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From high school dropout to Mayo Clinic graduate: How taekwondo helped get one Plano man's life in line

By his own admission, Adam Howard was a "chubby" kid with a curly mess of hair who found that the structure of a traditional education just wasn't working for him.

PLANO, Texas — The Mayo Clinic called me one day last month. 

A representative from the Alix School of Medicine thought there was someone I should meet in Plano

It turns out, he is an inspirational force of nature a lot of people should meet --even though his story starts with him dropping out of the 10th grade.

"I failed the ninth grade once online, by the way -- then I repeated it and passed it and dropped out," Adam Howard told me of his last visit to Frisco's Liberty High School.

By his own admission, Howard was a "chubby" kid with a curly mess of hair who found that the structure of a traditional education just wasn't working for him.

"My childhood was a catastrophe," Howard said. "I didn't have any identity. I didn't have any self-worth."

But, in Plano, he did find something he liked: a Taekwondo studio run by Master Eun Ig Lee.

"He was a little bit lost, sounds like it," Lee recalled of the day they met more than a decade ago. "He was a little bit chubby and a hair was kind of like..." Lee said while waiving his own hands over his head. 

And it was at that studio, with Lee as his new father figure, that Howard's life began to change.

"And I was doing any task I could. Helping with the kicking pads, cleaning the bathrooms, vacuuming the floor, whatever needed to be done," Howard recalled. "It wasn't just two hours a week or a hobby. It was all day, every day. I live, sleep, eat, and breathe I would dream about teaching. It's the source of motivation for my entire career."

Because his entire career had just gotten an unexpected resurrection.

He pursued his GED. He enrolled in Collin College, then UT Dallas for a degree in neuroscience. A Master's Degree at Brown University was next. But, he says his black belt in Taekwondo made him want even more.

"And I wanted to know the physics behind the techniques," he said. "I wanted to know the anatomy, the biokinetics between why our techniques are structured the way that they are."

If there is such a thing as a stereotypical high school dropout, Howard certainly didn't sound like one anymore.

"Helping them transform confusion into understanding and therefore dignity and autonomy and capacity," he said of his experience with Taekwondo and watching it offer the same metamorphosis for other students. "That was the magic for me. And I wanted to understand it better."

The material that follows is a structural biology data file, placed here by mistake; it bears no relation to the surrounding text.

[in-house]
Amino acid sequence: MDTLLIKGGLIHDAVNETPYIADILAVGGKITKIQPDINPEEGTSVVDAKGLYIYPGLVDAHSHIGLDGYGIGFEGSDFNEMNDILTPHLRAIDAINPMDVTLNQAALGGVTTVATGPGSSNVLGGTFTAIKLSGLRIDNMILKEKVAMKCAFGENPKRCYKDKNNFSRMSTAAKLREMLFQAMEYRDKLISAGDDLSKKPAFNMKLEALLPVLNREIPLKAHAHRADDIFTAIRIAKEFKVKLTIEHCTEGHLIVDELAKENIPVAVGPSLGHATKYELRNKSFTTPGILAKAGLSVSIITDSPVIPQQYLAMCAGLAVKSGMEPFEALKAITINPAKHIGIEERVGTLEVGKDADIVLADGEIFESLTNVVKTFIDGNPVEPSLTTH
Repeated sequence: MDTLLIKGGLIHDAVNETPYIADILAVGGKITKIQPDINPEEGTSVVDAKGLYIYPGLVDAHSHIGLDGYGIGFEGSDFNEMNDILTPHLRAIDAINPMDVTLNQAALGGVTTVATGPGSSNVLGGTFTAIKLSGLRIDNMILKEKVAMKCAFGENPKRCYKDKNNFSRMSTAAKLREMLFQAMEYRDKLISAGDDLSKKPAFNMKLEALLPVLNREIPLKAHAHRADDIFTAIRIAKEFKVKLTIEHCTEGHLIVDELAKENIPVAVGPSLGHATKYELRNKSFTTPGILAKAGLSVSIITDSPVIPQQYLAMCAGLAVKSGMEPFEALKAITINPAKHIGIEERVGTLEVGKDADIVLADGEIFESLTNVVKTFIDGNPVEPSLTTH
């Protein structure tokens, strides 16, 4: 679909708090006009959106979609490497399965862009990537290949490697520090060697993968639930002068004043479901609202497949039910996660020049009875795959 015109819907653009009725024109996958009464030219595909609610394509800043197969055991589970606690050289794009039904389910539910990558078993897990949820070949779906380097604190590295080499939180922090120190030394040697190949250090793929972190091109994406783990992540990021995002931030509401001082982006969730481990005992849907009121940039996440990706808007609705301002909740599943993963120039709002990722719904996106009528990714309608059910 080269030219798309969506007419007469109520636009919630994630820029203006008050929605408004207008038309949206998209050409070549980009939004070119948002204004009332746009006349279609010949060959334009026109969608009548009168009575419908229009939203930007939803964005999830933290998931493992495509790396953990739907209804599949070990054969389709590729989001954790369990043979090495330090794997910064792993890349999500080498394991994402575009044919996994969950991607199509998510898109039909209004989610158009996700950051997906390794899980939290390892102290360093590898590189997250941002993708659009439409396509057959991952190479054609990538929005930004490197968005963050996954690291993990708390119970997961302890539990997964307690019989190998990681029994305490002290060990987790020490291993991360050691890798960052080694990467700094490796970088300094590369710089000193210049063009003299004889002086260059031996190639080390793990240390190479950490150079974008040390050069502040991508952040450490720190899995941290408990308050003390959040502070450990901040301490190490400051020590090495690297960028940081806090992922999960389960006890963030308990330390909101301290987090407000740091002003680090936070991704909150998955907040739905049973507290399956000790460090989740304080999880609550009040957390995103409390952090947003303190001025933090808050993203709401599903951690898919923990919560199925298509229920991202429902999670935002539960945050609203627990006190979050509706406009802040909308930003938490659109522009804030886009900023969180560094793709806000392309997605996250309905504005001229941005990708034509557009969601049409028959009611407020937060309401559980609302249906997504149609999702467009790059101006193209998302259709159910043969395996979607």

So, next he found himself on the road to Minnesota: the Mayo Clinic, to be exact. He was on his way to medical school. He graduates later this month from the Mayo Clinic Alix School of Medicine. And he recently learned he will pursue his residency at his other dream school, Duke University.

The "chubby" high school dropout with a black belt in Taekwondo becomes a psychiatrist next month.

"So now I get to go live the dream. I was telling the program director I was beside myself in a stupor of happiness," he said of learning about the next leg of his educational journey. "And I just thanked her for the opportunity and for seeing worth in me that I don't know if I see in myself."

But Master Lee saw something.

"Very, very happy. I'm very proud of him, what he's doing," Lee said. "I know he's going to be next 60, 70 years he's going to change and help make this world much better."

"And Master Lee was my father figure. He raised me to be who I am," Howard said while also thanking his own parents for their financial and emotional support. "That saved my life. And it saved the life of so many kids," he said of the Taekwondo studio.

On that Saturday at the Plano Taekwondo studio he brought two of his fellow Mayo Clinic medical school students with him. In his Minnesota basement, he'd trained them in Taekwondo: to offer them what it gave him.

"The nurture is what brought me to that state from being an overweight 10th grade dropout," he said. "But it's also the nurture that can bring them to the fullness of their human potential through teaching. That's what it means to be a master."

"That's what Taekwondo is for," he said. "That's what medicine is for, in my opinion."

At that point during our interview, you could hear a toddler babbling in the background. Adam Howard is also a dad now, with quite a story of perseverance to tell Adam Jr. when he grows up.

"And I realized in psychiatry that's the work we did in Taekwondo," he said. "That was helping people understand themselves and helping them understand how to be their best selves. It was what I was put on this world to do. It was what I was trained to do."

"Really it is a blessing. I could not have contrived a way to do this with my own cleverness," he said of all the help and support he's received on his journey. "This is a blessing."

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